The New Zealand Railways Magazine, Volume 5, Issue 6 (October 1, 1930)
Preventing Exploitation of the Railway Tariff
Preventing Exploitation of the Railway Tariff.
Owing to the serious inroads our competitors were making in the transport of the higher rated commodities, it was decided to introduce a system of uniform rating in those localities where it was found that traders were using rail transport for the low-freight goods, and road transport for the higher-rated traffic.
This is a matter of considerable importance and I wish therefore to take this opportunity of fully stating our position in regard thereto.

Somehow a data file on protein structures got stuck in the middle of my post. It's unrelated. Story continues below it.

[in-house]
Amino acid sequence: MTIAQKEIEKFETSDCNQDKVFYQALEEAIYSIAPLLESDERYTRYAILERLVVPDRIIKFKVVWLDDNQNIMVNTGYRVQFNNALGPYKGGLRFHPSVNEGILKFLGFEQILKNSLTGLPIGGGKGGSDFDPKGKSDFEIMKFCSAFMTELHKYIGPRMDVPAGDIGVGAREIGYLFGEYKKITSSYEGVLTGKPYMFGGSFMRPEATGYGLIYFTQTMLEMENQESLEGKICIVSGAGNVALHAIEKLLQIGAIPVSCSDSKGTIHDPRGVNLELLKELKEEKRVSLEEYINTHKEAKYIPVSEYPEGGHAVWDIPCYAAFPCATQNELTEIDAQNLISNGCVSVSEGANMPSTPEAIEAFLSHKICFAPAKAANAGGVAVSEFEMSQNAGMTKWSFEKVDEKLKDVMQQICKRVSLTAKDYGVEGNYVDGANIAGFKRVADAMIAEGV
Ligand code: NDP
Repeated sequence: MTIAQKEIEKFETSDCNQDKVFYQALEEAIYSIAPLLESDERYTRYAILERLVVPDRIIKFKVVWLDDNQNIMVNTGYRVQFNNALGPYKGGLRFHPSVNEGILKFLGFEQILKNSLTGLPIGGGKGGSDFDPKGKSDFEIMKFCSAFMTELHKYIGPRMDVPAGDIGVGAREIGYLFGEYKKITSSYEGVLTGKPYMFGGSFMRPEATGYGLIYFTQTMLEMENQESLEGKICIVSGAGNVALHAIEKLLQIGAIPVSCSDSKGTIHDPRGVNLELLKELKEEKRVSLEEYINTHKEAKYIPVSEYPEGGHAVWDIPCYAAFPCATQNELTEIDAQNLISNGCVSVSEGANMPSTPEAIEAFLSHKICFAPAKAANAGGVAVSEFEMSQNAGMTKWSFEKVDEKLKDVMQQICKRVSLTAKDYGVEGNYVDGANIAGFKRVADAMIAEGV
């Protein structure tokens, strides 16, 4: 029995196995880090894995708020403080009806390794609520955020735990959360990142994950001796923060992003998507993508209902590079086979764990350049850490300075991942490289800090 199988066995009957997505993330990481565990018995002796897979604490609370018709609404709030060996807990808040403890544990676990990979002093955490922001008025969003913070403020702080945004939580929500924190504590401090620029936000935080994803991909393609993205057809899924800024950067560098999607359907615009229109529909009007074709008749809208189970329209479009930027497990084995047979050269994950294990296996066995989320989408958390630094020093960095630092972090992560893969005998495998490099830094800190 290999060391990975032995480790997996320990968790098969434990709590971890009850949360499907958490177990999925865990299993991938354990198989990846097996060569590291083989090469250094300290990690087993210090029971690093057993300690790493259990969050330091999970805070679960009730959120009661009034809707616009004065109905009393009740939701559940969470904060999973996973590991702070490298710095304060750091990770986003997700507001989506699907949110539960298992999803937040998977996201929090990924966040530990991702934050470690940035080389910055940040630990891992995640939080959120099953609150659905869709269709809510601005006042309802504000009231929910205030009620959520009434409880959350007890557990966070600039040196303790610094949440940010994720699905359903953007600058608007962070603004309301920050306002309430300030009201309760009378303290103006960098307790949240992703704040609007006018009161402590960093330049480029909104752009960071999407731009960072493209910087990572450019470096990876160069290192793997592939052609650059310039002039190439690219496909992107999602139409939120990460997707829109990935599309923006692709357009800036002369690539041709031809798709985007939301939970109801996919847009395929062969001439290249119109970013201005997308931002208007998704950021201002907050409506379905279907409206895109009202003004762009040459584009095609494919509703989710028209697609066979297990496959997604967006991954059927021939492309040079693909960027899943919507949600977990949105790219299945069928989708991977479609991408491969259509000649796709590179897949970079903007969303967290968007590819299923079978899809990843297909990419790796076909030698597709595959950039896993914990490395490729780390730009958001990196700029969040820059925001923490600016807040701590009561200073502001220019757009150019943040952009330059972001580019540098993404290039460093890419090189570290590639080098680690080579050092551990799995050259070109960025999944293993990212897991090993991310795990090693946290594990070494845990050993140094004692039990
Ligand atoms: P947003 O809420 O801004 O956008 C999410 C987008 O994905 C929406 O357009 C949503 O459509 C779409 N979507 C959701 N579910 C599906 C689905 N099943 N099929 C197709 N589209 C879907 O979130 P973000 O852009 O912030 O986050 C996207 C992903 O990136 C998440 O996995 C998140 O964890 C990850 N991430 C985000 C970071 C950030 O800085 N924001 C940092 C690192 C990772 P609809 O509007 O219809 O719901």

It is becoming increasingly evident that certain persons and companies are prepared to exploit the railway tariff in their own interests in the direction of sending all their low-rated goods by rail while sending their higher-rated goods by competitive services. Inasmuch as it is the high-rated goods that enables us to maintain the low rates on the lowr-rated goods, any defection of the high-rated traffic lessens our capacity to maintain the low rates. We have already arrived at the stage where it is necessary that we should increase the low rates in order to make up for our loss on account of the higher-rated traffic and, so to restore, in some measure at least, the financial status quo so far as revenue is concerned. Any general increase in the low rates founded on the fact that we are losing revenue through the higher class of traffic being taken away from us must involve a certain amount of inequity to the extent that those persons who remain loyal to the railway, giving us their high-rated traffic as well as their low-rated traffic, are involved in the increase on the low-rated traffic. We have therefore endeavoured, as far as possible, to devise means whereby we might protect these people, and prevent the exploitation of our tariff by those who wish to take away their high-rated goods and leave their low-rated goods with us. We had a rather outstanding case of a company which trades in general merchandise and farmers’ supplies of all kinds, including fertilisers. This company entered into an arrangement with a road-carrying organisation that is in very strong competition with us. Under this arrangement, in consideration of the carrying company agreeing to purchase goods for the purpose of the road-carrying business from the merchandising company referred to, the latter company agreed to give the carrying company its high-rated traffic. The merchandising company, however, left their low-rated traffic with us. We could not possibly see that such a position was in any way equitable. We did our best to persuade the company to see the unfairness of the position, but we were unsuccessful. The company took the stand that we had to meet competition.